All my life I've deferred the classics in favor of profession and technical needs. Now as a retired octogenarian, I am enjoying thoroughly the experience deferred: good story (though another culture, language and geography), wonderful descriptions with insighful personality developments, and a treasure trove of stories within a story. I carry it with me constantly in my Kindle, stopping to read a chapter or page, and find the experience fulfilling intellectually. Keep me supplied with this kind of material; I plan to live at least another generation. Bob Kelley
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5 of 5 people found the following review helpful
5.0 out of 5 stars Open Mind January 4, 2012
Format:Kindle Edition
A lot of people may be skeptical about reading this massive novel. Just keep in mind, there's a reason it's so often called the best novel of all time. I personally didn't have trouble keeping the characters from getting mixed up or difficulty with the historical aspects. Each character is built very differently and the historical aspects are not so different as it might be today. It's simply a fascinating book. Full of philosophical observations that just make me nod my head in agreement. I already read it once, and am currently rereading it!
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5 of 5 people found the following review helpful
5.0 out of 5 stars War and Peace March 26, 2013
Format:Kindle Edition|Verified Purchase
A great novel. The translation is pretty good except for the fact that Prince Andre is referred to as Prince Andrew, except for passages translated from French, when he does become Prince Andre. A lettle distracting.
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3 of 3 people found the following review helpful
2.0 out of 5 stars Lost in Translation July 3, 2014
Format:Kindle Edition|Verified Purchase
War and Peace is evidentially a lovely Russian. The English translation loses a lot of its allure as it is a rambling, redundant book. With that said this version is the most accessible/easiest to read of all the translations. If you are set on reading War and Peace (unabridged) in English like I was, try this one. If you are just the casual reader looking for a great plot and dialogue....stay far, far away!
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More About the Author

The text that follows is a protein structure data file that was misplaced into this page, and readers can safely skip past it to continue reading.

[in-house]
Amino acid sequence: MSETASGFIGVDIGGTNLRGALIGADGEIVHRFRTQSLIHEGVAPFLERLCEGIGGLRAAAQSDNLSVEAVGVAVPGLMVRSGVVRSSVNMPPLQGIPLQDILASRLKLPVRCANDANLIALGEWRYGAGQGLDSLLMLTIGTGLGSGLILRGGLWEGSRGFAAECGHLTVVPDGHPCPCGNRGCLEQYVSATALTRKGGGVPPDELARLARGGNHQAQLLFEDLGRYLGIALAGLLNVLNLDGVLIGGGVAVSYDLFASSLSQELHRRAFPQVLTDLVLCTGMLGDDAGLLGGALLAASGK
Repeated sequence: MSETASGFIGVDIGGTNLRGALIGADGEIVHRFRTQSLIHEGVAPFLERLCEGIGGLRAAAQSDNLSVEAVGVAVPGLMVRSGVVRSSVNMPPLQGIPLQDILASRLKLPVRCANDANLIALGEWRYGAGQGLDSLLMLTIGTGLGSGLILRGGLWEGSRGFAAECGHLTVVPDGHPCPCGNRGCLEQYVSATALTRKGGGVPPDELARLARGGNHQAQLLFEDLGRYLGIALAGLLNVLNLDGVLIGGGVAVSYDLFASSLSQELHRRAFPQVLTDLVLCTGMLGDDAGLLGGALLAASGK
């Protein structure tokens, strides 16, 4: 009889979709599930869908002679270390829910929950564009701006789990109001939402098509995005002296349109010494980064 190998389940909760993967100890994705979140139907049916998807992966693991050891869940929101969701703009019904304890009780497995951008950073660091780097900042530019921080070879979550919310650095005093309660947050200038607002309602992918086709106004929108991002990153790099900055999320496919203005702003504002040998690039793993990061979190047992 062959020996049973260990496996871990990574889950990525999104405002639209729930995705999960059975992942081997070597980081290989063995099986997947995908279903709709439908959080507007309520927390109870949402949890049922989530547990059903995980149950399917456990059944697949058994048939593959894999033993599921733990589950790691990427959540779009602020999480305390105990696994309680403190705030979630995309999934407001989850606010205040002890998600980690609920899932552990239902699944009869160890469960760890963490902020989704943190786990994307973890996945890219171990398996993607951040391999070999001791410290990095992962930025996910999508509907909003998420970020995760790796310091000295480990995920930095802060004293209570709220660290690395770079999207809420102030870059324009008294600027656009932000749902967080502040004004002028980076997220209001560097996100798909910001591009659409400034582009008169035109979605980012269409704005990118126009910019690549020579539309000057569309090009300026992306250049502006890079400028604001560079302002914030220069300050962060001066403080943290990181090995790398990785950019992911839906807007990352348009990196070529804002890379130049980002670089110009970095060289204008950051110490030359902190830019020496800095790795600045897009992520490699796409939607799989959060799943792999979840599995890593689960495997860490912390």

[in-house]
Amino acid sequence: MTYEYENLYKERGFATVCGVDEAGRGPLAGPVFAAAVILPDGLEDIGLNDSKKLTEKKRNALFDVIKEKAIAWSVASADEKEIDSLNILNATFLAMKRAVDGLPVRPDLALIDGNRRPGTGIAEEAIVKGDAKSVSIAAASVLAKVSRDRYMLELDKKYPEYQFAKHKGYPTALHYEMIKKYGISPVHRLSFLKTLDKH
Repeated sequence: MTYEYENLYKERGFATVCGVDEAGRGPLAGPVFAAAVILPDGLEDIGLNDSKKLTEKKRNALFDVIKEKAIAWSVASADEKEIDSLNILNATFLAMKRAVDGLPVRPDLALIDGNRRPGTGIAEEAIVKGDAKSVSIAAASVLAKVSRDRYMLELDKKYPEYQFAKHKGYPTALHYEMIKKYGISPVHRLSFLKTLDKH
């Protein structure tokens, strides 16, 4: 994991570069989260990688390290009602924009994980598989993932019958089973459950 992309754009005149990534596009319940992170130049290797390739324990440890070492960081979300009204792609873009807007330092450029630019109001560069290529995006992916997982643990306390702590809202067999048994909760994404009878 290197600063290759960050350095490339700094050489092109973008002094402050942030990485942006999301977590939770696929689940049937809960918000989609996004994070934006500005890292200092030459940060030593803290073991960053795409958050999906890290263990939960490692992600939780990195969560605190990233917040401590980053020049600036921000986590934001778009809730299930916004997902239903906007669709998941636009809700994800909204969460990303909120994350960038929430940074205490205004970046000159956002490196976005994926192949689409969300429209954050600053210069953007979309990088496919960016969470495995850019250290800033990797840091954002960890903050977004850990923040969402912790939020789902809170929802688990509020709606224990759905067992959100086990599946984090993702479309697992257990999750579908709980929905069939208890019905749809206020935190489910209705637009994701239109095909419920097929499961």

Leo Tolstoy (1828-1910) wrote two of the great novels of the nineteenth century, War and Peace and Anna Karenina.

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Translations and Kindle: War and Peace
I wish I could help. The Kindle/Amazon approach irritates me, too. I started reading WandP last week, ten got interested in various translations. But Kindle supplies no info on translator. That's unprincipled. I suspect it's a translation that requires little if any pay to translator.
Oct 22, 2011 by Hack Steele |  See all 3 posts
Anyone read this translation yet?
Nobody has said this yet, so I will. Tolstoy wrote in an unpretentious style which other Russians found a little crude -- sort of like Theodore Dreiser or Stephen King. As a result, he's not so very hard to translate. I've read the Garnett and the Maude translations, and a hundred pages of this... Read More
Dec 15, 2007 by James M. Rawley |  See all 13 posts
War and Peace translated by Ann Dunnigan for Kindle
I have owned a Kindle for a little better than a year but have never used it... but I *have* read every English translation of *War and Peace* [12 all total] and I was just nosily curious as to why you were particularly inspired to read the Dunnigan version.

It's a fine translation but,... Read More
Jul 12, 2010 by Patrick W. Crabtree |  See all 63 posts
I like the Pevear and Volokhonsky translations of Russian works. The footnotes really helped me with this book, and I actually did not mind them.
I am cheap, but I thought this translation was worth the extra cost. I avoided W&P until my mid50s.
These translators have done other works, and... Read More
Jul 24, 2012 by enderbyFX |  See all 2 posts
War and Peace--the best or most boring novel ever?
That depends alot on the reader. I saw the movie War and Peace when I was young and in school and couldn't stay awake through the whole thing. I like works by great authors so at age 50+ I decided to give it another shot and read the book. After the first hundred pages or so, I found it... Read More
Apr 25, 2010 by S. A. Staudenmeir |  See all 147 posts